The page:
Certain facts may be proved without bringing forward verbal evidence. Judges take so-called “judicial notice” of certain facts which are so notorious or established that they do not require proof. In the case of judicial notice, the judge may decide the matter with reference to his own knowledge or with reference to sources which are incontrovertible and reliable.
When something is judicially it need not be proven by evidence. Judicial notice will be taken of matters of common knowledge, in everyday life. There are no limits in principle to what may be judicially noted. Matters of everyday experience, geographical, historical facts, economic and social circumstances may be noted. They must be so well established that they are not open to serious dispute.
That which may be judicially noticed may change over time, relative to the current state of knowledge and the circumstances of society. The courts take notice matters such as periods of human gestation, facts of everyday life, economic facts of life. They take notice of notorious facts and matters of common knowledge which can be verified with reference to incontrovertible sources.
In a sense, judicial notice covers matters of the everyday meaning of words in the context of interpreting statutes. Judicial notice is taken of statutes and laws. Statutes Instrument may have to be proved where they are not in an area, with which the judge deals routinely.
The Court rules encourage parties to litigation, to admit matters which are not seriously disputed. There are pre-trial procedures which allow a party to call upon his opponent to admit certain facts. This may be done formally under court rule, informally by agreeing or in the context of case management.
If a party unreasonably refuses to admit facts, he runs the risk of being charged with the cost of proving those facts even if he is otherwise successful. The facts to be proven at trial should be only those, which are seriously disputed. A defendant can force the claimant to prove to all aspects of his claim. However, he may be penalised in cost, if he does not admit matters which are not seriously contested.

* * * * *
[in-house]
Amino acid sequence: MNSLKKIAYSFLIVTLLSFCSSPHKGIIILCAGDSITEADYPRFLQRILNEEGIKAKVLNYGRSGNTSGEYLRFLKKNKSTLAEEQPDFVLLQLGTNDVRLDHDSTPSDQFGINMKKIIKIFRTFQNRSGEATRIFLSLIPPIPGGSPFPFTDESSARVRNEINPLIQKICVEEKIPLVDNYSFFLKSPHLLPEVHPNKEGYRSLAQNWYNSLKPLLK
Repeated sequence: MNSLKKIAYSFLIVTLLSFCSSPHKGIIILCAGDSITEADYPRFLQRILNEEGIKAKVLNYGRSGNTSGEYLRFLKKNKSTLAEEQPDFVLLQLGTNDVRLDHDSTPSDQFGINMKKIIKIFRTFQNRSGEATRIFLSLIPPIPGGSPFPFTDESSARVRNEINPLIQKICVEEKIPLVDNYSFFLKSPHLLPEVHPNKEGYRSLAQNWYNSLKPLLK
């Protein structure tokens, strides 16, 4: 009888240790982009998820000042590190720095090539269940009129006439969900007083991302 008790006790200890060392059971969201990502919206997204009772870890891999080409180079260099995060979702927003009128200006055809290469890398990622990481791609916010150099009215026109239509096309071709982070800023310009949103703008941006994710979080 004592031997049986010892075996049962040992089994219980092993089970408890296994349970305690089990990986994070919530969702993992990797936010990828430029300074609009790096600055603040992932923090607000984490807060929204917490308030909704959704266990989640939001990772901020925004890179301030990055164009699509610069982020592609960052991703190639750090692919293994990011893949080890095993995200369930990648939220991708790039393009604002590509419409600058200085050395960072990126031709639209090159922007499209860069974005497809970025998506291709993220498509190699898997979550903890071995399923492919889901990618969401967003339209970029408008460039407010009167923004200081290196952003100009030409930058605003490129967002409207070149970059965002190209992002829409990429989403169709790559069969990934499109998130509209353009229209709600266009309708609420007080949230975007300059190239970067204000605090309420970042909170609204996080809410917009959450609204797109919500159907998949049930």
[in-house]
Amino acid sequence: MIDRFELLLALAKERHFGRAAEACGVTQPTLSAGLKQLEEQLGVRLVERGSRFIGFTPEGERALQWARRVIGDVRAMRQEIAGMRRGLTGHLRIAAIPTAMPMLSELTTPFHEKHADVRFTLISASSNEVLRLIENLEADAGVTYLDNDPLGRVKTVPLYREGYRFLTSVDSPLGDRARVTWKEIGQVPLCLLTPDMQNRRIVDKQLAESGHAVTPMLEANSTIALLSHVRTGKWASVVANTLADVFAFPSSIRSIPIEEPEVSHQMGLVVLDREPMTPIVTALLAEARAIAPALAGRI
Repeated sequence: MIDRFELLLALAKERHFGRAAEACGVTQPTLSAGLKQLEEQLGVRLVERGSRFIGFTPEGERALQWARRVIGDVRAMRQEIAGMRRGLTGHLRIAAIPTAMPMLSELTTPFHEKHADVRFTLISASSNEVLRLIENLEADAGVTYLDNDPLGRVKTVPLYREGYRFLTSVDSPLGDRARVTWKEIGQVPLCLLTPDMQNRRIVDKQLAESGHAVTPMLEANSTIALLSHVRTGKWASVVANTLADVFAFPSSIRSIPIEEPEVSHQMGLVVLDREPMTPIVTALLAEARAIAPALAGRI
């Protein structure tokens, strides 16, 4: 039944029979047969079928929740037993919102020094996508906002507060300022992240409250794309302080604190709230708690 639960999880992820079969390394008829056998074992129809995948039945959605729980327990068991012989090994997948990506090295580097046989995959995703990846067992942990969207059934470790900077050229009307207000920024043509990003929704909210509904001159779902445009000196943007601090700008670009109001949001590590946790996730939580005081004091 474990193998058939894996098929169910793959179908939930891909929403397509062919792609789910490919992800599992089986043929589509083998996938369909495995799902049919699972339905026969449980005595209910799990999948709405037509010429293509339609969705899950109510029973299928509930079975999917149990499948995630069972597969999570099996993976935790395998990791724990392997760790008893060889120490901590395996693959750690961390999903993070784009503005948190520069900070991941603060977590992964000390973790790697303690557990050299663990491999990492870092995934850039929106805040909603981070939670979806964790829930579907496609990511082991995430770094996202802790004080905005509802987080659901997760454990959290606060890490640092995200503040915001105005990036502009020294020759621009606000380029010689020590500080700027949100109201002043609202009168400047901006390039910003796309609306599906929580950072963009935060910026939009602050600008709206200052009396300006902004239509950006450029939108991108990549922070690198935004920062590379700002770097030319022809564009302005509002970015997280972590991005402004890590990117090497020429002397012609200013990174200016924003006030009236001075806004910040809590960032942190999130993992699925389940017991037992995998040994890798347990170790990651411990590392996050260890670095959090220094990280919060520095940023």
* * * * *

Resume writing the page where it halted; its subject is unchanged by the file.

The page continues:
Physical objects or so-called “real” evidence, may be admitted in certain cases. However, verbal evidence will normally be required to explain their significance to the case and their authenticity. If goods are alleged to be defective, the judge may inspect them. In personal injury trials, the judge may be shown the physical injuries.
The physical demeanour, tone and appearance of the witness are always relevant to credibility. In a sense, the direct perception of the witness, particularly in cross-examination will consciously or unconsciously affect the judge\’s determination of the truth and reliability of evidence.
On occasions the court may adjourn to an out of court venue, to inspect the relevant location. Where an object is too large to produce in court, inspection may be appropriate. More commonly the court may use photographs or videos, with the requisite verbal proof of their relevance and connection to the matter in dispute.
Generally the judge, or if there is a jury, the judge and jury will attend together with the parties and their representatives. The full jury should see the particular location when it is offered as real evidence. The judge should be accompanied by the parties when they visit the site or location relevant to the dispute. This follows from the fundamental principle that the judge (and jury) must decide the disputed matters on the basis evidence offered in the presence of the parties and to their knowledge. They should not judge the matter from private facts, unknown to both parties.
Photographs, Recordings and Video
Photographs, sound and video recordings (and their electronic equivalent) may be real evidence in a trial. They are not evidence of their contents, other than where they are specifically allowed by way of exception to the hearsay evidence exclusionary rule. They are effectively assertions as to the truth of their contents by persons who are not witnesses.
Photographs, videotapes and equivalent information automatically produced are generally allowed in practice. If there is any question as to the accuracy or faithfulness of the equipment or the reproduction of the underlying scene, the photograph must be authenticated. The person who took the photograph must prove it. Formerly, when photographs were developed, confirmation was required that the negatives were not interfered with.
Issues of procedural fairness arise in relation to identification in a criminal case from photos. The judge is generally obliged to warn the jury of the dangers of identifying the accused in photographs in this manner. There is a risk that a person may mistakenly identify a person from a photograph, particularly one furnished by the Police and become convinced that he is the perpetrator of the crime.
Recordings, both sound and visual, are admitted on the same basis as photographs. As with photographs, the courts will be vigilant it to ensure that no unfair prejudice arises. The recording must be proved to be authentic. It would be necessary to prove the circumstances in which it is made. The fact that the recording took place without the consent of the parties will not generally be enough to exclude it. Special rules apply in criminal cases, including statutory rules in relation to phone tapping and surveillance.